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Home wine making resources

Information comes first, so read a book or two about wine technology and home wine making. Learn about vines and vine growing if you want to make wine from grapes, Jeff Cox’s book “From Vines to Wines” is a good start.

If you have decided to make your own wine at home, even if it is wine from other fruits than grapes, you will need some equipment and tools. The most expensive equipment includes a home distiller to make spirits from wines.

Once you have chosen your basic equipment, you will need the ingredients and the bottles. You can collect your own. For the rest of us, there are kits for any type of wine you would want to make.

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Cholesterol Down

The following is an excerpt from the book Cholesterol Down by Janet Bond Brill, Ph.D., R.D., LDN.

Ten Simple Steps to Lower Your Cholesterol in Four Weeks–Without Prescription Drugs.

Published by Three Rivers Press; December 2006;$13.95US/$17.95CAN; 978-0-307-33911-9
Copyright © 2006 Janet Brill, Ph.D.

Great recipes from the cholesterol down book

Mia’s Veggie Omelet

This recipe is named for my daughter Mia, who often makes this colorful and nutritious omelet. Serve with two soy sausages, whole-wheat toast, and margarine with plant sterols.

Yield: 1 serving

 ¼ cup asparagus, chopped
1 tablespoon water
2 teaspoons canola oil
¼ cup jarred sweet red peppers (found in the condiment section of most supermarkets)
½ medium Vidalia onion, chopped
6 egg whites
1 ounce soy cheddar cheese, shredded
Salt and pepper to taste, optional

Cut tough stems off asparagus. Chop the tender portions of the spears into small pieces. Microwave in microwave-safe bowl with water until soft, about 2 minutes. Heat oil in frying pan. Add vegetables and sauté over medium-high heat until cooked (onion is transparent). Whisk egg whites together until a froth forms. Add in egg whites and fry until omelet has reached desired consistency. Top with shredded cheese, cover, and continue heating until cheese has just melted. Season to taste with salt and pepper if desired and serve warm.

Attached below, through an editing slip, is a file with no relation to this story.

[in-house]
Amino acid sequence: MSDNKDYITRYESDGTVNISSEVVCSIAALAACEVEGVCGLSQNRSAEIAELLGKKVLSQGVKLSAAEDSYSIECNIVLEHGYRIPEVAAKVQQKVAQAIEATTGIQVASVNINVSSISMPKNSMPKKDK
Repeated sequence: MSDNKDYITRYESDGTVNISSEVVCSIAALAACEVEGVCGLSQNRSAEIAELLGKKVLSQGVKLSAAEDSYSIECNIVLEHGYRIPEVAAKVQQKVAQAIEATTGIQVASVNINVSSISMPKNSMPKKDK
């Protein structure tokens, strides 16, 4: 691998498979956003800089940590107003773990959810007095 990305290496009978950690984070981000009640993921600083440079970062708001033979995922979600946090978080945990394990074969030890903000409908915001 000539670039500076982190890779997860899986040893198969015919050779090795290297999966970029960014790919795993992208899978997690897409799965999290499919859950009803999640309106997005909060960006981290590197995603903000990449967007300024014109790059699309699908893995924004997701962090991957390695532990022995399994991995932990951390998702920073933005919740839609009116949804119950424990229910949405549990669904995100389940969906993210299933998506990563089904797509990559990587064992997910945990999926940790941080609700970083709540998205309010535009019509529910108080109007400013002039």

Nutritional information per serving (1 omelet):
Calories: 261, Fat: 13 g, Cholesterol: 0 mg, Sodium: 840 mg, Carbohydrate: 8 g, Dietary Fiber: 2 g, Sugars: 2 g, Protein: 29 g

Four-Mushroom Barley Soup

Warm and comforting, this soup is just the thing for a cold winter’s day.

Yield: 10 servings

9 cups reduced-sodium chicken broth
½ ounce dried porcini mushrooms
½ ounce dried shiitake mushrooms
¼ cup canola oil
1 large onion, chopped
2 medium shallots, finely chopped
8-ounce package baby bella or cremini mushrooms, stemmed, cleaned, and diced
12-ounce package white button mushrooms, stemmed, cleaned, and quartered
1 teaspoon kosher salt
2 carrots, peeled and chopped into small pieces
3 garlic cloves, minced
1 cup whole-grain barley
1 bay leaf
¼ teaspoon dried thyme
Shredded soy or regular part-skim mozzarella cheese, optional

Heat 1½ cups chicken broth. Add porcini and shiitake mushrooms to broth and soak, covered, until soft, about 30 minutes. Remove mushrooms from broth and chop into small pieces; set aside. Strain soaking liquid and set aside. Heat the oil in a large stockpot over medium heat. Add onions and shallots and cook until onions are translucent, about 5 minutes. Add the baby bella and button mushrooms and salt. Cook, stirring frequently, until mushrooms are tender, about 10 minutes. Add carrots and garlic, stir, and cook an additional minute. Add remaining chicken broth, porcini and shiitake soaking liquid, porcini and shiitake mushrooms, barley, bay leaf, and thyme. Bring to a boil, stir, and cover; reduce heat and simmer about 1 hour. Remove and discard bay leaf before serving. Sprinkle with shredded mozzarella cheese before serving, if desired.

Nutritional information per serving (1/10 of recipe, 351 grams or approximately 1½ cups soup):
Calories: 157, Fat: 6 g, Cholesterol: 0 mg, Sodium: 744 mg, Carbohydrate: 20 g, Dietary Fiber: 5 g, Sugars: 2 g, Protein: 7 g

Deli Club Sandwich

Yield: 1 serving

2 slices 100% whole-wheat bread
4 slices Smart Deli roast-turkey-style soy deli slices
1 ounce Lifetime cholesterol-reducing cheddar cheese
½ avocado, peeled and sliced
¼ cup chopped spinach
2 slices tomato
1 slice red onion
Mustard to taste

Toast whole-wheat bread. Combine all ingredients into sandwich and add condiments to taste.

Nutritional information per serving (1 sandwich):
Calories: 353, Fat: 10 g, Cholesterol: 0 mg, Sodium: 1134 mg, Carbohydrate: 40 g, Dietary Fiber: 10 g, Sugars: 14 g, Protein: 29 g

Spinach Salad with Grilled Portobello Mushrooms

Yield: 2 servings

4 cups washed spinach leaves, preferably organically grown
2 large ripe tomatoes, diced
2 large portobello mushrooms
2 tablespoons extra-virgin olive oil
3 garlic cloves, minced
Juice of ½ fresh lemon
Salt and freshly ground black pepper to taste
Balsamic glaze (available commercially such as Gia Russa from Italy)